But can technology come up with a solution that will solve the issue, something like what was shown in Jurassic Park. Adam Barlow from the Sunderbans Tiger Project in Bangladesh dismisses the thought. “Blind faith; this is generated with respect to the idea that technological advances can combat large scale long term environmental damage-not with current knowledge, which has been proven insufficient, but with the hope that ‘well we’re bound to think of something!’ The reliance on advancement in technology to solve social and environmental problems is a fallacy, made dangerous by growing acceptance,” he says.As Schaller says, with characteristic brevity and clarity, “India has to decide whether it wants to keep the tiger or not. It has to decide if it is worthwhile to keep its National Symbol, its icon, representing wildlife. It has to decide if it wants to keep its natural heritage for future generations, a heritage more important than the cultural one, whether we speak of its temples, the Taj Mahal, or others, because once destroyed it cannot be replaced. If the answer is yes, then plans can be made and implemented.”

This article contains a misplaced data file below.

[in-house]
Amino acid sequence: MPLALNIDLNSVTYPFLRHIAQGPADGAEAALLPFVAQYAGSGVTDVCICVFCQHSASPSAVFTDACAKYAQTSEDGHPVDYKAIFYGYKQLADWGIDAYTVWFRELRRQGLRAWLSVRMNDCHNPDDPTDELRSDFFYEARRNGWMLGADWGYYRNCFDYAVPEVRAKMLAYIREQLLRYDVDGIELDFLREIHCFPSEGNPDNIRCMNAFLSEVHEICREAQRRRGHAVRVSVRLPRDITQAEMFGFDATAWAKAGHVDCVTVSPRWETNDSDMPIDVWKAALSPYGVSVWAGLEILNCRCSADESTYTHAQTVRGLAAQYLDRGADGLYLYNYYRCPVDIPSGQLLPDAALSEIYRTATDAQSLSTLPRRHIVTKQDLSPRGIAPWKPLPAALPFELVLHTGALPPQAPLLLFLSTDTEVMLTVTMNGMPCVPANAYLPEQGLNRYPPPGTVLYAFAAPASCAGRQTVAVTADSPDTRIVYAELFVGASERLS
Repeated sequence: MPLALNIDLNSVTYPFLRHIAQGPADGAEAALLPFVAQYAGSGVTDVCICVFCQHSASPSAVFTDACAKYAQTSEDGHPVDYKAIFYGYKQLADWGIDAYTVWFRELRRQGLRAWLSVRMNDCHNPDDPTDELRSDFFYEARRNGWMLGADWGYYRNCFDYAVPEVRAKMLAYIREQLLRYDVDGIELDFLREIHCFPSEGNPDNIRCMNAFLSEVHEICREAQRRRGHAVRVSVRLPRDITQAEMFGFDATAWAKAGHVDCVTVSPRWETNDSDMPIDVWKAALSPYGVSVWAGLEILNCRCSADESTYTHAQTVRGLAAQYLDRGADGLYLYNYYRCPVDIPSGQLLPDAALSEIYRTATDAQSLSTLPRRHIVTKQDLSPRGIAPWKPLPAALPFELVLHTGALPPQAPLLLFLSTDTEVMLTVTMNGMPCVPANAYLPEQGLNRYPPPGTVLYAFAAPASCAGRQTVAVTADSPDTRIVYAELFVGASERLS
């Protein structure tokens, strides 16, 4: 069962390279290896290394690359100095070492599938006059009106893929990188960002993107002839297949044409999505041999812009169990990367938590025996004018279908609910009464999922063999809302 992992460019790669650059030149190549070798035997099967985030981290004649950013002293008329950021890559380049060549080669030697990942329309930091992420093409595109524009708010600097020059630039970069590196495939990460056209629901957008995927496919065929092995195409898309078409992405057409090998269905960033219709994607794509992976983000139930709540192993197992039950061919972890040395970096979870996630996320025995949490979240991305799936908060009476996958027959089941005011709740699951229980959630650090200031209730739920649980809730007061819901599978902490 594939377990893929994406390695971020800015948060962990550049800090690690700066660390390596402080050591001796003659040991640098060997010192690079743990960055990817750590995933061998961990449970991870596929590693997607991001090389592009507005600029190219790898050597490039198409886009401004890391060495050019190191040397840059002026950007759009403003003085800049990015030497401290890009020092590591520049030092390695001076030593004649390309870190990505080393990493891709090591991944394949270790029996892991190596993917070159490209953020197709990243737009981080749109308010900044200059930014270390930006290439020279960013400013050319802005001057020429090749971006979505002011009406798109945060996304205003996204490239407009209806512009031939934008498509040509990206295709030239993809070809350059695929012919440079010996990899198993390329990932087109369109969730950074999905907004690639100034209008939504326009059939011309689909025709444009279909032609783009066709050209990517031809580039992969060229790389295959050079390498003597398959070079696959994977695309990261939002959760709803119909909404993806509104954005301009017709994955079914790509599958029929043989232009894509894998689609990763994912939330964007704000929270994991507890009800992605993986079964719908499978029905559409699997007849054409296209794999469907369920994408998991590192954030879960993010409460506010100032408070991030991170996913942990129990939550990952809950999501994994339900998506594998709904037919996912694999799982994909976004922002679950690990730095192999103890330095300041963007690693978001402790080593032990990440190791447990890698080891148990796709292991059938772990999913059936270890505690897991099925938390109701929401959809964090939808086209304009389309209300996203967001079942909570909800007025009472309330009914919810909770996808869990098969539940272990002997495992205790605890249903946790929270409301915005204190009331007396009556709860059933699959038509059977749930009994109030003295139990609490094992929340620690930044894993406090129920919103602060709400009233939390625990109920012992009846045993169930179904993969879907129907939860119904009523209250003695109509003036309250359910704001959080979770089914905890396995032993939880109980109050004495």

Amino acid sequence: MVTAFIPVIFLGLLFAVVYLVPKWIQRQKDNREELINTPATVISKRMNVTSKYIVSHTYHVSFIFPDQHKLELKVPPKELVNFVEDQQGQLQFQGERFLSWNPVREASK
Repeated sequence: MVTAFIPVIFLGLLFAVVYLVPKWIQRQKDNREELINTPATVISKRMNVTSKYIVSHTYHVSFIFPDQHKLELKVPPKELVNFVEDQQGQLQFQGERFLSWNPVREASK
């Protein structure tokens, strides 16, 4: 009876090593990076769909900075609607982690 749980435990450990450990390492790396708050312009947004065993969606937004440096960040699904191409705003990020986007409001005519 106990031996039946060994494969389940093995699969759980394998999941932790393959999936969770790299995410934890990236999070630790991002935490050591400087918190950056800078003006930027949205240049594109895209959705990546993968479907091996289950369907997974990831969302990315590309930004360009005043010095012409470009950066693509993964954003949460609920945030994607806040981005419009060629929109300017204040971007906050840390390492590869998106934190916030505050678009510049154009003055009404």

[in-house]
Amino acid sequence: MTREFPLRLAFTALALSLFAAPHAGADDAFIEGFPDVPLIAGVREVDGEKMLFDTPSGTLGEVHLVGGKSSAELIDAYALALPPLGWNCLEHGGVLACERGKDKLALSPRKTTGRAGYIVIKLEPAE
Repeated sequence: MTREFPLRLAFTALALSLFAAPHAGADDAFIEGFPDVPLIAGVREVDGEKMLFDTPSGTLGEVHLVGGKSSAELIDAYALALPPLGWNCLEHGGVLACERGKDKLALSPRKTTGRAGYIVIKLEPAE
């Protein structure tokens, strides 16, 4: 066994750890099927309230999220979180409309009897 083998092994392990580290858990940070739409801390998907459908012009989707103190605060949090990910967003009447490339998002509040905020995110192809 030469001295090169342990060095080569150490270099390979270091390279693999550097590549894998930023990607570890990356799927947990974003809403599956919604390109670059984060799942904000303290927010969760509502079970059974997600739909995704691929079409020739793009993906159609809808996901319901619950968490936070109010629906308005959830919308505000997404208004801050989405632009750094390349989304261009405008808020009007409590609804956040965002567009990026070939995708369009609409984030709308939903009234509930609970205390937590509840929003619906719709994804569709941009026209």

Jim Corbett, the famous hunter and conservationist, had sounded a warning more than half a century back in his famous book, the Man-eaters of Kumaon. “I am convinced that all sportsmen, no matter whether their viewpoint has been a platform on a tree, the back of an elephant or their own feet, will agree with me, and that is, that a tiger is a large-hearted gentleman with boundless courage and that when he is exterminated, as exterminated he will be unless public opinion rallies to his support, India will be the poorer by having lost the finest of her fauna.” So let us not bat an eyelid and rally to the tiger’s support, there might just be a chance, a rather slim one.